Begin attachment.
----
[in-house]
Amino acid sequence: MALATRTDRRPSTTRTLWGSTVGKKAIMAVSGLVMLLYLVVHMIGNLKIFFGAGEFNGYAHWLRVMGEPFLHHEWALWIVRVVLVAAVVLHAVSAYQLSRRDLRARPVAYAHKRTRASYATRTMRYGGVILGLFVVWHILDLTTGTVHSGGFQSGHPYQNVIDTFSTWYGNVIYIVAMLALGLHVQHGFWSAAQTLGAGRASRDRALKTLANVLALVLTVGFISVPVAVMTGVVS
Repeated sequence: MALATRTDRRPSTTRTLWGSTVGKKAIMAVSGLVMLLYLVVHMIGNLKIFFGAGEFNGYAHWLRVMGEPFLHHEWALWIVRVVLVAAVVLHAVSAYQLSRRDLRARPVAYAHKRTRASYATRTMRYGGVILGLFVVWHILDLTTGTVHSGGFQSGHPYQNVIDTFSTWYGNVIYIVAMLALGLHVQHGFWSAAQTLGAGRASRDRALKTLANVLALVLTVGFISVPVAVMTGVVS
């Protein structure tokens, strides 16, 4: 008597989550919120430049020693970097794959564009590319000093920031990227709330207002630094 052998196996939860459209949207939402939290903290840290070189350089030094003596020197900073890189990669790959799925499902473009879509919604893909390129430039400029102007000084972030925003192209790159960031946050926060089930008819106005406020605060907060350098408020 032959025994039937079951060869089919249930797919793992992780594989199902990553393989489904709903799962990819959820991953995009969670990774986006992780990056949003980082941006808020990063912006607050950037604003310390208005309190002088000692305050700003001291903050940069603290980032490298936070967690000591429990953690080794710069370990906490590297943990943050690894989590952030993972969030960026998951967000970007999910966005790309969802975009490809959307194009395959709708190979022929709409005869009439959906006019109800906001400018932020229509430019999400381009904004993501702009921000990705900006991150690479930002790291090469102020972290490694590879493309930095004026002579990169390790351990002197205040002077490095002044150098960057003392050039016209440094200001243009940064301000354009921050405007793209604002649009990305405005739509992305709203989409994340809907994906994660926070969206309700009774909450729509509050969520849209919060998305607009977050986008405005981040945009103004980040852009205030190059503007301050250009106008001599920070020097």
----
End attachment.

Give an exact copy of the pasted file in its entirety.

[in-house]
Amino acid sequence: MALATRTDRRPSTTRTLWGSTVGKKAIMAVSGLVMLLYLVVHMIGNLKIFFGAGEFNGYAHWLRVMGEPFLHHEWALWIVRVVLVAAVVLHAVSAYQLSRRDLRARPVAYAHKRTRASYATRTMRYGGVILGLFVVWHILDLTTGTVHSGGFQSGHPYQNVIDTFSTWYGNVIYIVAMLALGLHVQHGFWSAAQTLGAGRASRDRALKTLANVLALVLTVGFISVPVAVMTGVVS
Repeated sequence: MALATRTDRRPSTTRTLWGSTVGKKAIMAVSGLVMLLYLVVHMIGNLKIFFGAGEFNGYAHWLRVMGEPFLHHEWALWIVRVVLVAAVVLHAVSAYQLSRRDLRARPVAYAHKRTRASYATRTMRYGGVILGLFVVWHILDLTTGTVHSGGFQSGHPYQNVIDTFSTWYGNVIYIVAMLALGLHVQHGFWSAAQTLGAGRASRDRALKTLANVLALVLTVGFISVPVAVMTGVVS
């Protein structure tokens, strides 16, 4: 008597989550919120430049020693970097794959564009590319000093920031990227709330207002630094 052998196996939860459209949207939402939290903290840290070189350089030094003596020197900073890189990669790959799925499902473009879509919604893909390129430039400029102007000084972030925003192209790159960031946050926060089930008819106005406020605060907060350098408020 032959025994039937079951060869089919249930797919793992992780594989199902990553393989489904709903799962990819959820991953995009969670990774986006992780990056949003980082941006808020990063912006607050950037604003310390208005309190002088000692305050700003001291903050940069603290980032490298936070967690000591429990953690080794710069370990906490590297943990943050690894989590952030993972969030960026998951967000970007999910966005790309969802975009490809959307194009395959709708190979022929709409005869009439959906006019109800906001400018932020229509430019999400381009904004993501702009921000990705900006991150690479930002790291090469102020972290490694590879493309930095004026002579990169390790351990002197205040002077490095002044150098960057003392050039016209440094200001243009940064301000354009921050405007793209604002649009990305405005739509992305709203989409994340809907994906994660926070969206309700009774909450729509509050969520849209919060998305607009977050986008405005981040945009103004980040852009205030190059503007301050250009106008001599920070020097």